Myth #2: People, who talk about killing themselves, are just looking for attention and won’t do it.

Fact: If someone is talking about suicide, regardless of how it is expressed, it must be taken seriously. That person is in pain and crying out for help. If you’re in doubt, keep talking to the person and listen carefully. Unless this is done, that person could end up carrying out the threat.

Myth #3: If people are determined to kill themselves, then nothing is going to stop them.

Fact: Various studies indicate that showing someone you care and giving that person just five minutes of your time has proven to reduce suicide attempts. A person’s urge to kill him/herself, regardless of the reason, is only temporarily. A study of those who survived the jump from the Golden Gate Bridge stated they would not have jumped if someone had just spoken or even smiled at them during their period of crisis.

Myth #4: People who commit suicide never tell or show any signs of distress.

Fact: In various studies it was noted that up to 80 per cent of victims leave clues, either verbally or through their change in behaviours. That is why, it is important to learn about and become familiar with the warning signs.

Myth #5: Discussing suicide with someone will put the idea in his or her head.

Fact: Talking about suicide lets the person knows you care and that he/she is not alone. It gives a sense of relief and promotes a greater chance that the person will unburden himself/herself.

Myth #6: Only Indo-Guyanese commit suicide.

Fact: Guyanese of all ethnic backgrounds commits suicide.

Myth #7: Only the poor commit suicide.

Fact: Suicide does not discriminate and it can affect the lives of anyone regardless of social status or financial background.

Myth #8: Telling someone to cheer up when he/she is depressed will stop him/her from acting crazy.

Fact: Telling someone to cheer up will cause more distress because it will appear as if that person’s feelings do not matter and the person is not being taken seriously.

Myth #9: People commit suicide on impulse or a whim.

Fact: People do not commit suicide on an impulse. Those who end their lives have thought about it over and over in their mind; it’s this process that allows them to carry out the act.

Myth #10: Only cowards commit suicide.

Fact: It’s not a question or being a coward or being brave. The reality is that it is difficult to imagine the agony someone goes through before committing or attempting suicide.

Myth #11: If you go to church you will not commit suicide.

Fact: Regular church attendance, by itself has not stopped individuals from committing suicide. And while belief and faith-based counselling may help some it takes more than that to help others.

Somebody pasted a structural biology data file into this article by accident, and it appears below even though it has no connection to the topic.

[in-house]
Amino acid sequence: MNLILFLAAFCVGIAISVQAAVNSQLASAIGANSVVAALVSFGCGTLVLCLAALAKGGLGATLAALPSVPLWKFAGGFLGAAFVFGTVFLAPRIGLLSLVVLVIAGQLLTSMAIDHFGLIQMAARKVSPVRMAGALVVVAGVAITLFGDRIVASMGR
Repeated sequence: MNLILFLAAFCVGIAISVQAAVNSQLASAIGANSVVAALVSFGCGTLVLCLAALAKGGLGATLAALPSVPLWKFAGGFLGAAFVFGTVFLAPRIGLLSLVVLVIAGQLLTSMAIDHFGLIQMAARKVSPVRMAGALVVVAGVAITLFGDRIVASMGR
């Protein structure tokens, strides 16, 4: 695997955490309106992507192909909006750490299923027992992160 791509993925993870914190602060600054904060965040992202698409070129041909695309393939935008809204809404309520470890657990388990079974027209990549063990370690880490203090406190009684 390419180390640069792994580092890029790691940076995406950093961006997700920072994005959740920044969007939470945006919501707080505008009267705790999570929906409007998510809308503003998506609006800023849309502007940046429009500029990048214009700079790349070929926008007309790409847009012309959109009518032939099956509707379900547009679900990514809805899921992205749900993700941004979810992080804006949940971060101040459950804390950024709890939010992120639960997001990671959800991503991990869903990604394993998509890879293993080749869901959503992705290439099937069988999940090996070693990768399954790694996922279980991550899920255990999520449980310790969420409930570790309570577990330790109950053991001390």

Myth #12: Only people who drink commit suicide.

Fact: Alcoholism or being under the influence of alcohol is not a reason for suicide, but may provide Dutch courage to the already suicidal.

In the final analysis please remember that “Suicide Prevention is Everybody’s Business” and if each of us plays a part, we can save lives and enable potential to flower.

Also do remember that suicide is never an answer, no matter what the problem or issue is; suicide simply leaves too many unanswered questions. Finally, suicide does not eradicate pain; it leaves behind a circle of agony that encircles those left behind.


Norkah Carter

Devv-Ramdas Daniel

Judy Deveaux

Annan Boodram

Bibi Ahamad

Collis Nicholson

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Improving literacy

The recent announcement by Education Minister Priya Manickchand that only 32 per cent of pupils at the early grades can read speaks to a literacy predicament at the primary level-one that the Education Ministry promised to address through a series of measures.

The Education Minister must be commended for being open about the severe shortcomings at primary schools, which can measurably improve with more parental and community involvement, but it perhaps points inescapably to the poor performance of teachers at that level. And undoubtedly, even though the five-year plan outlined by the Minister to address the problem, which inter alia includes remediation classes, training of teachers to deliver literacy programmes, provision of support materials, monitoring and evaluation of teachers and the enlistment of faith-based and non-governmental organisations (NGOs) in the drive, the goal of literacy by Grade Four seems some distance away.

In fact, some of these measures are already in place in the school system and need strengthening, but to a large extent, the gamut of actions outlined by the Minister is now entirely new to the Ministry. From the face of it, the measures listed by the Minister appear to be similar to those contained in the Basic Education Access Management Programme, which ended some years ago.

That multimillion-dollar programme sought to accomplish what the Minister is now trying to achieve. And while the recruitment of NGOs and faith-based organisations in tackling the literacy problem is commendable, it is important that the Ministry looks more inward in addressing the crisis in primary schools.

About a decade ago, when the National Grade Six Assessment (NGSA) was implemented, it featured three vital components to address pupils’ poor performance in literacy and numeracy. The assessment was designed in such a manner that at Grade Two, learners are schooled in the basics of phonics and reading, their deficiencies corrected in Grade Three and by Grade Four they should be able to read.